• Select “Update case to use VHD file upon completion” if you want Autopsy to update the case database to use the VHD file instead of the USB drive letter when the VHD is complete.

NOTE: The VHD format does not have any form of cryptographic integrity checks. So, if you need to maintain evidence, you should calculate the hash value of this file and keep that in a safe place.

Ingest Filters

The previous feature just saved us the time of making an image before we started analysis. But, sometimes you need to make sure you get to the relevant files (such as all pictures) in a short amount of time. The new Ingest Filters feature allows you to analyze only a subset of files.

By default, Autopsy will send all files down the ingest pipelines, which perform the hash calculation, EXIF extraction, keyword extraction, etc. Ingest Filters allow you to send only a subset of files down the pipeline. You can make rules based on folder path and extension.

For example, if you want to search for child exploitation images, you can make an ingest filter to send only “.jpg”, “.jpeg”, and “.png” files down the pipeline so that they can be hashed and looked up in databases. Or, you could make a filter to only analyze documents on the “Desktop” or “My Documents” folder so that they can be keyword searched.

To use this feature:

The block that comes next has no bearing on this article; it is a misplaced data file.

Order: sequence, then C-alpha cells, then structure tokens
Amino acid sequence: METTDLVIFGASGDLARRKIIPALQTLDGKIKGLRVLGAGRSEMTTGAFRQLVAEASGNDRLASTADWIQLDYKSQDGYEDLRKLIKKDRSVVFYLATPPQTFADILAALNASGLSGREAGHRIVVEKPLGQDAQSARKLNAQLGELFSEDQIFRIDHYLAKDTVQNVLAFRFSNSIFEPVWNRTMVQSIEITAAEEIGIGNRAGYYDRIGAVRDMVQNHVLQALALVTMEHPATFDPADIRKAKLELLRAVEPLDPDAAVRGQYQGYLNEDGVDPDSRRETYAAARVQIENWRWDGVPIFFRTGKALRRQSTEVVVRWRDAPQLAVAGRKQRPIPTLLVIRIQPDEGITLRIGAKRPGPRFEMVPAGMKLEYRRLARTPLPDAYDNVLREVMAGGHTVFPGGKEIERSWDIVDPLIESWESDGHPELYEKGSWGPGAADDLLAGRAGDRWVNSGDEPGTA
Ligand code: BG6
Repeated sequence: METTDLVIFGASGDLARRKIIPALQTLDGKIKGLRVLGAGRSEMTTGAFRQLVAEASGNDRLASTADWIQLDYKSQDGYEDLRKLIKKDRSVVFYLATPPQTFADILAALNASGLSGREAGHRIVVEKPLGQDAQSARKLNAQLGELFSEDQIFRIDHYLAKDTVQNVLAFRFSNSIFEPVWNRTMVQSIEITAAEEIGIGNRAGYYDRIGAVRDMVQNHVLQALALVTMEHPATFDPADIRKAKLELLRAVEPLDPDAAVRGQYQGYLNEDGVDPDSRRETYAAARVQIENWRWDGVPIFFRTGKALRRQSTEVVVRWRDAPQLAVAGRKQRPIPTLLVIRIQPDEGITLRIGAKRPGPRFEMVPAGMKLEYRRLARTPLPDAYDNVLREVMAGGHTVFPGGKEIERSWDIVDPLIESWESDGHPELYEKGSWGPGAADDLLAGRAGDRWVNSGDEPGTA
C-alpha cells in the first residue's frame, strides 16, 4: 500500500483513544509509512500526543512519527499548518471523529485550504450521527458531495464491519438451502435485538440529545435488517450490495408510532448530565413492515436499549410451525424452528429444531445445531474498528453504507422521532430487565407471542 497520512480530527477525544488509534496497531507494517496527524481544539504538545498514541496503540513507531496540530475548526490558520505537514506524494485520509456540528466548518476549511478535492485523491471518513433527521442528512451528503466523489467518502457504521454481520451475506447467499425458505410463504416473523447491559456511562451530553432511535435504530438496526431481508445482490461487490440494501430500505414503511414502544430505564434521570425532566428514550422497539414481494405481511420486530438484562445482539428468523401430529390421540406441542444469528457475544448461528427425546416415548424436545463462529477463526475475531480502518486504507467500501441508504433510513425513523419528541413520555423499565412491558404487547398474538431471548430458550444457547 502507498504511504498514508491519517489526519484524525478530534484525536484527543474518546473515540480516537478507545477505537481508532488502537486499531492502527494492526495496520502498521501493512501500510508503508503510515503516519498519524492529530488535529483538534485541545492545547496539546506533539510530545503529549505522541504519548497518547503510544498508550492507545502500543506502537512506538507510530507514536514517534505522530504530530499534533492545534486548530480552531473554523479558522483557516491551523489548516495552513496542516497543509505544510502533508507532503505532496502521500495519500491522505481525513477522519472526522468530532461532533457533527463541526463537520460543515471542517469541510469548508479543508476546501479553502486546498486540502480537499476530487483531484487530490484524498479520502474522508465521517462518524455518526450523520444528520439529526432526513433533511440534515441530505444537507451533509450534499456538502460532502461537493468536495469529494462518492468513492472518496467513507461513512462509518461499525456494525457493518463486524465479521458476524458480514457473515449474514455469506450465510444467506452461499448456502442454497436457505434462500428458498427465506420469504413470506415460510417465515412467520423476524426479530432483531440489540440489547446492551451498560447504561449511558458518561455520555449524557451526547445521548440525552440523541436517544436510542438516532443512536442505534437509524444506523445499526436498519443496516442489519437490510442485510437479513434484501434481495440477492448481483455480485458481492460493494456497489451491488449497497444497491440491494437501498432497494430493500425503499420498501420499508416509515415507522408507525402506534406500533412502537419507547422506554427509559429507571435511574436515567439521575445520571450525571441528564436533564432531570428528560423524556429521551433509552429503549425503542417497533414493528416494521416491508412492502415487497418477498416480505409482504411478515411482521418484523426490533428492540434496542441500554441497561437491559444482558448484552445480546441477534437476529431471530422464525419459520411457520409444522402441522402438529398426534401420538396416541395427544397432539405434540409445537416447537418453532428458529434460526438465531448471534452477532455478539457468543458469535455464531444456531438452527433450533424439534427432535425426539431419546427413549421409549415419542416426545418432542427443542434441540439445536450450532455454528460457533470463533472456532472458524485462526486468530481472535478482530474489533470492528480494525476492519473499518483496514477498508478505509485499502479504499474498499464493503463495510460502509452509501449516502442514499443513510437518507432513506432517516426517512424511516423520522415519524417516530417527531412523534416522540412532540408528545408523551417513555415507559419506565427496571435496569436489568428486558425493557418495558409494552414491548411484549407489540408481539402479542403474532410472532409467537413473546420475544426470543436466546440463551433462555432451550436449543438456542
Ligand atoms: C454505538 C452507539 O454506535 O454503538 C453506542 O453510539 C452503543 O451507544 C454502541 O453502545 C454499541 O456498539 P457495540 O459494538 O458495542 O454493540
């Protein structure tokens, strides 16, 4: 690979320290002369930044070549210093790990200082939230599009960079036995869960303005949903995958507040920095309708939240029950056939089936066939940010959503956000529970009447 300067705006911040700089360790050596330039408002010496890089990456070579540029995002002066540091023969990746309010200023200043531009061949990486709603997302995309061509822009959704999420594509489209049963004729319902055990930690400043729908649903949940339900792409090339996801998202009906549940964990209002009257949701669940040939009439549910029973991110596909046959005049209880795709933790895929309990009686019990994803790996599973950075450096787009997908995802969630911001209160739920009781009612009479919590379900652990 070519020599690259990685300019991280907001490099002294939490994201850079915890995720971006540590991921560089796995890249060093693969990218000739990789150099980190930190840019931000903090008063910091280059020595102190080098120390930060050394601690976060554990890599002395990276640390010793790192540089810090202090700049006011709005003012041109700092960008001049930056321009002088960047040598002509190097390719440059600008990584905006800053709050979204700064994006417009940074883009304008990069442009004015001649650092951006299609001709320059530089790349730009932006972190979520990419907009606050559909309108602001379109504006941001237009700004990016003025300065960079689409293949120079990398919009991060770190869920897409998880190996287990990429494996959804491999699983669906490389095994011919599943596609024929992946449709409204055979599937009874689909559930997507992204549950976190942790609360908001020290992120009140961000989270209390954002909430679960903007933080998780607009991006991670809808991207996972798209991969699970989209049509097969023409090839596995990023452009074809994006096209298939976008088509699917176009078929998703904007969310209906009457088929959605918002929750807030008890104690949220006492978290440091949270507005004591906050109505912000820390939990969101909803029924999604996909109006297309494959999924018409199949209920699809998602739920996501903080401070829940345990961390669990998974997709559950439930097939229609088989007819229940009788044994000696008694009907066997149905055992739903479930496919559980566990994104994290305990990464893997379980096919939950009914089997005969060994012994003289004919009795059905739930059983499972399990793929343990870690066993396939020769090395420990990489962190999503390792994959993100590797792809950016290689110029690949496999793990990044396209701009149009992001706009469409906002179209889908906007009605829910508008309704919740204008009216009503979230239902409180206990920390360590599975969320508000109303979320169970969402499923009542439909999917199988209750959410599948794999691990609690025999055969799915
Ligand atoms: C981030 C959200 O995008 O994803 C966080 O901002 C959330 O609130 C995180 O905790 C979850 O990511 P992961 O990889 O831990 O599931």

• Make a new filter by going to Tools -> Options -> Ingest. Choose the File Filters tab.

  • Press “New Filter” and give it a name and optional description.
  • Press “New Rule” to specify which extensions and folders should be allowed in. You can choose to allow in Unallocated space or not.
  • Add as many rules as you need to. They are added as “OR” so that it can be, for example, “.docx” or “.pdf” or “.xlsx” files if you had three extension-based rules.

You can use the filter when you configure the ingest modules to run. After you add a data source to the case, you’ll be prompted to choose which ingest modules should be in the pipeline. You can apply a filter to analyze only a subset of files using the pull down menu above the list of ingest modules.

Ingest Profiles

So, we’ve now saved you time by not imaging the system and we are analyzing only a subset of files. Our final time saving step is to start the analysis process faster by reducing the user interactions needed with ingest profiles.

An ingest profile is a new feature that allows the user to pick an ingest filter and a set of ingest modules to run with a single button click. You can create different profiles for the different scenarios that you need to triage.

An example system could have two profiles:

  • Photo Triage: Has an ingest file filter to only process pictures and has only the hash calculation and lookup ingest module enabled.
  • Drug Triage: Has an ingest file filter to process only documents and emails and has the keyword search ingest module enabled to look for drug terms.

With profiles defined, the user simply needs to press the button for the profile when they add a data source and it will then run with no further steps.

To make a profile:

  • Go to the Tools -> Options menu and choose “Ingest” and and then “Profiles”.
  • Press “New Profile” and give it a name an optional description.
  • Select the File Filter that you want to use (or make one if it doesn’t already exist).
  • Select and configure the ingest modules that you want to apply.


The Autopsy 4.4.0 release added features to make the most out of your time when you choose to not do a full analysis. If you have any further questions about these features, send an email to the sleuthkit-users email list or submit an issue on github.

If you haven’t tried it yet, download Autopsy from here.